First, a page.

There are instances when the California family court may require the parties and the child to participate in outpatient counseling. This often happens in a custody or visitation dispute. Counseling can be done with a licensed mental health professional or through other community programs and services that provide appropriate counseling. The type of counseling may differ depending on the need of the parties. Examples of counseling that may be ordered are mental health or substance abuse counseling. The required counseling must not last for more than 1 year.
Before the California family court can order counseling, the following criteria must exist:
- The dispute between the parties poses a substantial danger to the child’s best interest.
- The counseling is in the child’s best interest.
- The financial burden created by the court order for counseling does not otherwise jeopardize a party’s other financial obligations.
Counseling is not limited to a dispute between parents. It can be between one or more parents and the child, between one or more parents and another party seeking custody or visitation, or between a party seeking custody or visitation and the child.
If the court finds that the above-mentioned criteria are present, it must include in its findings the reasons why it believes that the criteria required are present.
When is there substantial danger?
The court considers various factors in determining whether or not a custody dispute poses a substantial danger to the child’s best interest. The court must consider any history of domestic violence against any of the following individuals within the past 5 years.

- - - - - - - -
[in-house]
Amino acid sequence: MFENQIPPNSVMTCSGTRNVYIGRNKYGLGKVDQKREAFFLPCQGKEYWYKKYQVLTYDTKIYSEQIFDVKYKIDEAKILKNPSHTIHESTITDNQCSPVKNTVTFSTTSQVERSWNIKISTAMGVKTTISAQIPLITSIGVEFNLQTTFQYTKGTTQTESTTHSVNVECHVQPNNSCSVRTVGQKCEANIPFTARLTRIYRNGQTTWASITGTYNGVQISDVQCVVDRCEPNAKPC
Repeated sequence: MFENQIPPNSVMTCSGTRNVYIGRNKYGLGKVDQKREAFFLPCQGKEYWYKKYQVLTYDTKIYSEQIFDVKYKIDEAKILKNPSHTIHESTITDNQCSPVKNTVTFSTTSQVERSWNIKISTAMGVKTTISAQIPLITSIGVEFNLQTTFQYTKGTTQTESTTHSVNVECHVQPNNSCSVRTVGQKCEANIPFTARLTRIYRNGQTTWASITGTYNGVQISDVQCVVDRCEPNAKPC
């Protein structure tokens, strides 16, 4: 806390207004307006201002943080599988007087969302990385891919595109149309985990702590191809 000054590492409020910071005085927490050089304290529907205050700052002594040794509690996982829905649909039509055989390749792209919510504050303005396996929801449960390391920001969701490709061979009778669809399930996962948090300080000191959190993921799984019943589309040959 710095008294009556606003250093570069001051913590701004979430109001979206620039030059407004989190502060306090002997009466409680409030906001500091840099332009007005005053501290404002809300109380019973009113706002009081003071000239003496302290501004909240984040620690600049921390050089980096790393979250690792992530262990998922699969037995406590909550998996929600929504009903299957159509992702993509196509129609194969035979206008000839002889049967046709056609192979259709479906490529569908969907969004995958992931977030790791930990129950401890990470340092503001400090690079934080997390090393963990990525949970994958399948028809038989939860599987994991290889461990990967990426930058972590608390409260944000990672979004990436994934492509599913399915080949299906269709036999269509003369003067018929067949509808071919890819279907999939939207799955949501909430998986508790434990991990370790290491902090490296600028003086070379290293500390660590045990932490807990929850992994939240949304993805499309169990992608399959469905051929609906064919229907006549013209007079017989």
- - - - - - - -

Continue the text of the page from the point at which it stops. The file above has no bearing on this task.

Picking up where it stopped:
- A spouse or former spouse.
- A cohabitant or former cohabitant.
- A person with whom respondent has a dating or engagement relationship.
- A person with whom respondent has a child.
- A child of a party.
- Any person related by consanguinity or affinity within the second degree.
Aside from domestic violence, the court must also consider any other relevant factors that may evidence a substantial danger to the child’s best interest.
What are the goals of counseling?
There are mainly three goals sought to be achieved by court-ordered counseling. They are:
- To facilitate communication between parties regarding the minor child’s best interest.
- To reduce conflict regarding custody or visitation; and
- To improve the parenting skills of each parent.
What if there is a history of abuse?
The court may order the parties to participate in counseling separately and at separate times if there is a history of abuse by either parent against a child, or by one parent against the other parent and there is a protective order in effect.
What about the cost of counseling?
The cost of counseling must not jeopardize the parties’ ability to meet their financial obligations. The court cannot order counseling if the cost of counseling will jeopardize the party’s ability to meet financial obligations.
If the court finds that counseling will not adversely affect the finances of the parties, the court may divide the cost of counseling between the parties in such a way that they can afford it. If separate counseling has been ordered because of a history of abuse, each party is required to bear his or her own cost for counseling. A different way of dividing costs can be done in the last instance if a party can show good cause.
The costs for the child’s counseling is considered ‘additional child support’ and is to be divided between the parties accordingly.